It’s been a hard few months for Buncombe County Register of Deeds Drew Reisinger.
His office remains under intense scrutiny following the news that Reisinger, an elected official, closed the Deeds office in February during inclement weather and a governor-declared State of Emergency. No other Buncombe County department closed at the time. Buncombe officials later responded to the apparent inequity by granting other county employees an additional 13 hours vacation leave, roughly equivalent to $480,000 in paid salaries.
That’s the estimate, but county staff say it’s not exactly real money and might not cost taxpayers a dime.
During the Aug. 5 meeting of the Buncombe County Board of Commissioners, county residents got a chance to comment on the situation. Their displeasure was clear, leading commissioners to review the issue.
“It is not right,” said Peggy Bennett on Aug. 5. “It’s not right to expect the taxpayer to pay the [nearly] $500,000. It is up to you all to do what’s right. Set a good example for Mr. Reisinger. Maybe he’ll learn, maybe he won’t. But it’s not right for us as taxpayers to pay that money. We expect you all to take care of it.”
“I read where this year’s budget will make [it up to] the employees of the county … who did not get a free taxpayer-funded playdate,” said Eddie Harwood. “Since Mr. Reisinger is a bonded official, I assume that the more than $500,000 this costs the taxpayers will be recovered, which is the purpose of the bond on an official in case of misconduct or other actions that cause harm to taxpayers.”
After hearing from Bennett and Harwood, Board Chairman David Gantt directed county attorney Robert Deutsch to look into it. On Aug. 19, Deutsch outlined the details and, some of which addressed Harwood’s suggestion.
North Carolina General Statutes require many public officials to carry fidelity bonds, including “any County officer, employee or agent who handles or has in his custody more than one hundred dollars ($100) of county money at any one time,” Deutsch explained in his report. The bonds function as a type of surety or insurance for performance. For the Register of Deeds, the bond is to assure faithful performance of the duties of the office, which is outlined in the N.C. General Statutes, and financial integrity, said Deutsch.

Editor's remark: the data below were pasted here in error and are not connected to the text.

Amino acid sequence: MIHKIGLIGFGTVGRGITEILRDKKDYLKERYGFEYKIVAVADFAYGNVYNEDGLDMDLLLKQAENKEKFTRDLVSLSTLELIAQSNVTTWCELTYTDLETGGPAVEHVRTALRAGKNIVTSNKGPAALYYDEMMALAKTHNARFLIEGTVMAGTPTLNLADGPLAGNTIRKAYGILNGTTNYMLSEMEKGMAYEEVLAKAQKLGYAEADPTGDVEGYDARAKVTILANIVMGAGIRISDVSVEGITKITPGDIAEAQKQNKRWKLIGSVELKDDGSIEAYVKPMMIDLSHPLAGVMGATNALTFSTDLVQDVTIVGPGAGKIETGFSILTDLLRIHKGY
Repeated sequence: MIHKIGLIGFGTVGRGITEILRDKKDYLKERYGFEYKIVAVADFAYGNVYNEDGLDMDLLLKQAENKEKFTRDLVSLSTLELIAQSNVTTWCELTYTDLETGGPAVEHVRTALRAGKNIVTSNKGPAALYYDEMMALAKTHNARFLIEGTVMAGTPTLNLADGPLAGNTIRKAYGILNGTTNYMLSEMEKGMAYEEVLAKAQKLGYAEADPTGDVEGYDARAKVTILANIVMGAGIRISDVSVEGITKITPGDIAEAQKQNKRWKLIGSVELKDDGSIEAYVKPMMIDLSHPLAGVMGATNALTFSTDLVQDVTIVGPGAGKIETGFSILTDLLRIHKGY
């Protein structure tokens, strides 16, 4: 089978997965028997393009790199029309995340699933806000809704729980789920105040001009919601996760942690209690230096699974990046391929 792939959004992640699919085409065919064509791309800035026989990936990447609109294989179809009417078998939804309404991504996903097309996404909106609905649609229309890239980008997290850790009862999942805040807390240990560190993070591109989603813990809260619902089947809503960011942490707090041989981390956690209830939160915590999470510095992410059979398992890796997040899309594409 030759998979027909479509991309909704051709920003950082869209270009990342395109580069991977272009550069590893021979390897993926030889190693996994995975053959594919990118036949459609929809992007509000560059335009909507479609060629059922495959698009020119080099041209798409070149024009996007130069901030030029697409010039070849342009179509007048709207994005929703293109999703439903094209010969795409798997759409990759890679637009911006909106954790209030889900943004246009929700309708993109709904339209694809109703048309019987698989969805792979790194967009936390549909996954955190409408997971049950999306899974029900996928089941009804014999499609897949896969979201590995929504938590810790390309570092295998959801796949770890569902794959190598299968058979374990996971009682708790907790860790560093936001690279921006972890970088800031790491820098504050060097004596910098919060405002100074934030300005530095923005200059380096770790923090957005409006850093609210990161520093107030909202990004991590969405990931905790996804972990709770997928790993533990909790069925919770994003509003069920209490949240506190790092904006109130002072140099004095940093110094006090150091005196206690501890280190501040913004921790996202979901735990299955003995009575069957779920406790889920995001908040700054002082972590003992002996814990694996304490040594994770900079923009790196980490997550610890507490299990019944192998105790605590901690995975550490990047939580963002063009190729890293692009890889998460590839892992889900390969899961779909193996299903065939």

The bond for Reisinger was set at $50,000, the largest amount, by law, that a performance bond for the Register of Deeds can carry.
“Insurance companies write these bonds,” Deutsch later told Xpress. “If I, for example, am a general contractor, I might pull a fidelity bond from the insurance company for the owner of the building I’m working on, so if I don’t perform, the fidelity bond would stand for it.”
Like any insurance company, Deutsch continued, the bond agents “will fight hard not to pay. They interpret these things very technically.”
Deutsch also said that the only people who could call the bond are those who suffered “direct financial damage” from the deeds office closing. “So if I was trying to close my deed and I couldn’t, and it cost me financially, that would be the only time I could assert the bond. I did not think the [office] closing caused anyone financial damage, or violated the duties of the Register of Deeds as outlined in in North Carolina General Statutes.”
As for the cost to taxpayers, that’s uncertain. While the potential cost for paying extra vacation time is about $480,000, Deutsch said that’s a “maximum,” and the final, actual number could vary — a lot.
“It could be zero,” he said.
While vacation time is a liability cost for county government, the cost is theoretical, depending on a variety of circumstances. All Buncombe employees were granted an additional 13 hours vacation time by commissioners, but that compensation will only end up costing taxpayers extra money under specific conditions, Deutsch said.
“Say a department is minimally staffed, and someone takes that 13 hours of vacation, and that department has to bring someone else in to cover [thus paying both the vacation time and the other employee],” said Deutsch. “That’s the only time it would cost taxpayers additional money. Hopefully our departments would be more than minimally staffed anyway.”
Regardless, he said, the county won’t know the exact cost of Reisinger’s decision until June 30, 2015, the end of the current fiscal year.
No matter what the final tally, the issue has generated confusion and anger from the public.
When contacted by the Xpress, Reisinger said that his office was one of several that closed on Feb. 12 and 13 during a state of emergency. According to him, while Buncombe County traditionally keeps offices technically open, even if not operational, there’s no set policy on whether or not an office can be closed during inclement weather or other emergency conditions.
“Based on the combination of written and unwritten policies,” said Reisinger, “it is reasonable for there to be ambiguity and questions on this issue. I did choose to close my office during the state of emergency because I had no staff who felt safe traveling during the snowstorm. [Deed] employees elected to take vacation time or leave without pay on Feb. 12 and 13.”
County Manager Wanda Greene, however, told Xpress: “Our policy is that we do not close, and no other offices have closed in the 20 years I have been with Buncombe County.”
“I have personally expressed to Greene,” said Reisinger, “and every commissioner my regret for any confusion this matter has caused [her], the commissioners and the public.”